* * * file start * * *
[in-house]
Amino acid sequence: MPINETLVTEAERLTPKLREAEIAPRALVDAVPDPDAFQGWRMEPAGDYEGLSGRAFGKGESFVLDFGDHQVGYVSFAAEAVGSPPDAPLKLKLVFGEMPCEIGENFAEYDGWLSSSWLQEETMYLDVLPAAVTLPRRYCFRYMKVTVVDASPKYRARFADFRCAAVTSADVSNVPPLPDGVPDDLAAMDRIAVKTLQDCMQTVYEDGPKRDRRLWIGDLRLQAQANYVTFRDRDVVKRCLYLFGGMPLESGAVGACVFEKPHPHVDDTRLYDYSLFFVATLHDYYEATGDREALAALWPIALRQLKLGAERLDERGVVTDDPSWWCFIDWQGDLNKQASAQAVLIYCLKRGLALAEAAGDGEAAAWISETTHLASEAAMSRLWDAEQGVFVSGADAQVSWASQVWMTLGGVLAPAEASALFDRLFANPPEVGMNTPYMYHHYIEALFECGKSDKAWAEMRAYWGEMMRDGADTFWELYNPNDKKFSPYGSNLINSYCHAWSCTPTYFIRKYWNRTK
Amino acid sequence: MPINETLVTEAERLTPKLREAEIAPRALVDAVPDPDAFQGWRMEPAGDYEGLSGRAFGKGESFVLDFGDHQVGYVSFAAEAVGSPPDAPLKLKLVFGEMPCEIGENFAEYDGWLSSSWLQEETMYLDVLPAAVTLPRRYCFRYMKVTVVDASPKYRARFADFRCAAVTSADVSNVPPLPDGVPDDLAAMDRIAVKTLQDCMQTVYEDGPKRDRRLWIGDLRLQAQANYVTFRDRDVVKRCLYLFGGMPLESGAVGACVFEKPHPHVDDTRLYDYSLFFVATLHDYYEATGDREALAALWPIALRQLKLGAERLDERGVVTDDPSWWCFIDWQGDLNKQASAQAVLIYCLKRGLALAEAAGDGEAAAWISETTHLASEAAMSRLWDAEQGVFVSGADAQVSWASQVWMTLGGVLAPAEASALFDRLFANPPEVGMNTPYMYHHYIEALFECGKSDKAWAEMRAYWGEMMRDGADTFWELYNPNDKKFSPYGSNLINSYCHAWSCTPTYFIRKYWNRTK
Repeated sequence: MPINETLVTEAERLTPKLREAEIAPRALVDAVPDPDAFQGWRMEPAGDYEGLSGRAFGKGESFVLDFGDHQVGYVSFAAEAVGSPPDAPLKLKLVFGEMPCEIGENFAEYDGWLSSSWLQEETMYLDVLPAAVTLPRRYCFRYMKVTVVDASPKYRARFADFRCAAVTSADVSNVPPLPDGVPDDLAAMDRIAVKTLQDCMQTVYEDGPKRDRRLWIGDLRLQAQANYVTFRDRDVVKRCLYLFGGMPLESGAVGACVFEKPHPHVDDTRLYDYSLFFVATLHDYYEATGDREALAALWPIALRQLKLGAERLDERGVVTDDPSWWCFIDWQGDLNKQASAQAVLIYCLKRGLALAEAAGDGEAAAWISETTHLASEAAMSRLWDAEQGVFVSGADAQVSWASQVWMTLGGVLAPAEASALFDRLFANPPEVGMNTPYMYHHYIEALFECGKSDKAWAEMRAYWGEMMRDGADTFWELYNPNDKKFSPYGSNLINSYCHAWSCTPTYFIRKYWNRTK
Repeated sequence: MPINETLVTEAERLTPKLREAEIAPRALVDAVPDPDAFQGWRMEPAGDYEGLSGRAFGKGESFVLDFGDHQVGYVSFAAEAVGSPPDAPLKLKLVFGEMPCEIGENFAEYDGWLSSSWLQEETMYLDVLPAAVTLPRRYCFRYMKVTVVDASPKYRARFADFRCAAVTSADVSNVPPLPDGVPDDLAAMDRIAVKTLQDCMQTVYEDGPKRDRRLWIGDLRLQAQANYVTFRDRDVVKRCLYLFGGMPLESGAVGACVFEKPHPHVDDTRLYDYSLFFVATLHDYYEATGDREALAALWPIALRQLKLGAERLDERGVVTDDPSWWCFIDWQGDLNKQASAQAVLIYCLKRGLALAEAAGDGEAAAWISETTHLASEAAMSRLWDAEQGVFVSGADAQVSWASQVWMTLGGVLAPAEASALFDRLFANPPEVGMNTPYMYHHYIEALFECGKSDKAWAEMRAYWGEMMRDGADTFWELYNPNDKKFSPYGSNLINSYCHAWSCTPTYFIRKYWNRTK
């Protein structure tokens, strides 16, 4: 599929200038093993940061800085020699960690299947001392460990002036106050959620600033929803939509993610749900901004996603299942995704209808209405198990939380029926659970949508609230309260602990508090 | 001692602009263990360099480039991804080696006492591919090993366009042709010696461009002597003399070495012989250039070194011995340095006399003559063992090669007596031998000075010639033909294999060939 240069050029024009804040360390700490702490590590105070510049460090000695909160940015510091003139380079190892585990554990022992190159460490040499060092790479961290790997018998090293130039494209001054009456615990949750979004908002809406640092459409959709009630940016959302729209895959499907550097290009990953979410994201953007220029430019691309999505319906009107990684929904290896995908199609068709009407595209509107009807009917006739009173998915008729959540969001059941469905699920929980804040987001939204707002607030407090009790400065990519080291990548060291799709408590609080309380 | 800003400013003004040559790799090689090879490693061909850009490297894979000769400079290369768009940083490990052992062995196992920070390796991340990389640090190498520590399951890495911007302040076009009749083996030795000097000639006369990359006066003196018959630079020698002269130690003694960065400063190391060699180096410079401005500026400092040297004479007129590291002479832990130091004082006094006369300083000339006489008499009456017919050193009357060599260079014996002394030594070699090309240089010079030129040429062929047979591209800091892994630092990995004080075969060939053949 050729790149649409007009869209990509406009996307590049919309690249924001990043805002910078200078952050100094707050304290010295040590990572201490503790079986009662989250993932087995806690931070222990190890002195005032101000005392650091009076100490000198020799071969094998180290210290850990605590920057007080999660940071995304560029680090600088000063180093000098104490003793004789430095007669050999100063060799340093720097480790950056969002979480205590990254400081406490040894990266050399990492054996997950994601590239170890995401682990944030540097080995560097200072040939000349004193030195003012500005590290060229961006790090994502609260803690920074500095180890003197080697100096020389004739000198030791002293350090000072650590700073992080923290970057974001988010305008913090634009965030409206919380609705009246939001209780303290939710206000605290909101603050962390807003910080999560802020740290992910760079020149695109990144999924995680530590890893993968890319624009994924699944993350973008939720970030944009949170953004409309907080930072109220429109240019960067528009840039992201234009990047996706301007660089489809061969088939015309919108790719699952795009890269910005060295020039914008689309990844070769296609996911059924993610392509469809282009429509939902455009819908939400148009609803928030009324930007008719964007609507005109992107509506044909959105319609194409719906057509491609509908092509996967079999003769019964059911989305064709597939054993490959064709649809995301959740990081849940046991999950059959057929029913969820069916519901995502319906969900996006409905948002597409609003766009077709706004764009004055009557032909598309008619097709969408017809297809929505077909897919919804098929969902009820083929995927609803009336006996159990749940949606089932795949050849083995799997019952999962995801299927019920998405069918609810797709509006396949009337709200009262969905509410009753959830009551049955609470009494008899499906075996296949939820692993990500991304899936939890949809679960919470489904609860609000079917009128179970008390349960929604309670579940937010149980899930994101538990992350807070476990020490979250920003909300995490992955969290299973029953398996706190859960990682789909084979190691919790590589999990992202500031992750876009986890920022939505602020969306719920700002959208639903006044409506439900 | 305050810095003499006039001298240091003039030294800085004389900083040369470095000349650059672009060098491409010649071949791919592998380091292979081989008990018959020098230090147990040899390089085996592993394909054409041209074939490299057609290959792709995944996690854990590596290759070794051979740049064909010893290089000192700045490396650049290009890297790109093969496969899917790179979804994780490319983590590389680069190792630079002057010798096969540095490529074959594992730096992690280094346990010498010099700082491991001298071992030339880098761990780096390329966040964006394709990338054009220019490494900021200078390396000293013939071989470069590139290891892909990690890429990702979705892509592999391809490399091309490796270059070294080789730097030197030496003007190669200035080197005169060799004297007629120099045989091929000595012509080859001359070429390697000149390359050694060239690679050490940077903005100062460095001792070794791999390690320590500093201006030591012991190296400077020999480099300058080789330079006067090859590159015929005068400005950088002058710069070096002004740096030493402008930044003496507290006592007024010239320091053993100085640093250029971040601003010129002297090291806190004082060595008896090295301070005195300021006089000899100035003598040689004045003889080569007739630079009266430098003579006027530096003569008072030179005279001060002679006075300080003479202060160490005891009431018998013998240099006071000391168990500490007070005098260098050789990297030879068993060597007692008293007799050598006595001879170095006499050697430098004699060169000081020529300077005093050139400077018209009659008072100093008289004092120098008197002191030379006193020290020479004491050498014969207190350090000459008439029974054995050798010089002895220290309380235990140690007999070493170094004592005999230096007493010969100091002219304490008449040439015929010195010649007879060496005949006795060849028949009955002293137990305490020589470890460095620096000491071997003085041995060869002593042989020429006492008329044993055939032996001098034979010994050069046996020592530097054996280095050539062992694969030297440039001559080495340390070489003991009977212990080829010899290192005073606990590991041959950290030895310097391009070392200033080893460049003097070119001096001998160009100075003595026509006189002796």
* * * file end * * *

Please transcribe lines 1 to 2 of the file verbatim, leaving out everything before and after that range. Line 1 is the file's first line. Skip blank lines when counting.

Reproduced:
[in-house]
Amino acid sequence: MPINETLVTEAERLTPKLREAEIAPRALVDAVPDPDAFQGWRMEPAGDYEGLSGRAFGKGESFVLDFGDHQVGYVSFAAEAVGSPPDAPLKLKLVFGEMPCEIGENFAEYDGWLSSSWLQEETMYLDVLPAAVTLPRRYCFRYMKVTVVDASPKYRARFADFRCAAVTSADVSNVPPLPDGVPDDLAAMDRIAVKTLQDCMQTVYEDGPKRDRRLWIGDLRLQAQANYVTFRDRDVVKRCLYLFGGMPLESGAVGACVFEKPHPHVDDTRLYDYSLFFVATLHDYYEATGDREALAALWPIALRQLKLGAERLDERGVVTDDPSWWCFIDWQGDLNKQASAQAVLIYCLKRGLALAEAAGDGEAAAWISETTHLASEAAMSRLWDAEQGVFVSGADAQVSWASQVWMTLGGVLAPAEASALFDRLFANPPEVGMNTPYMYHHYIEALFECGKSDKAWAEMRAYWGEMMRDGADTFWELYNPNDKKFSPYGSNLINSYCHAWSCTPTYFIRKYWNRTK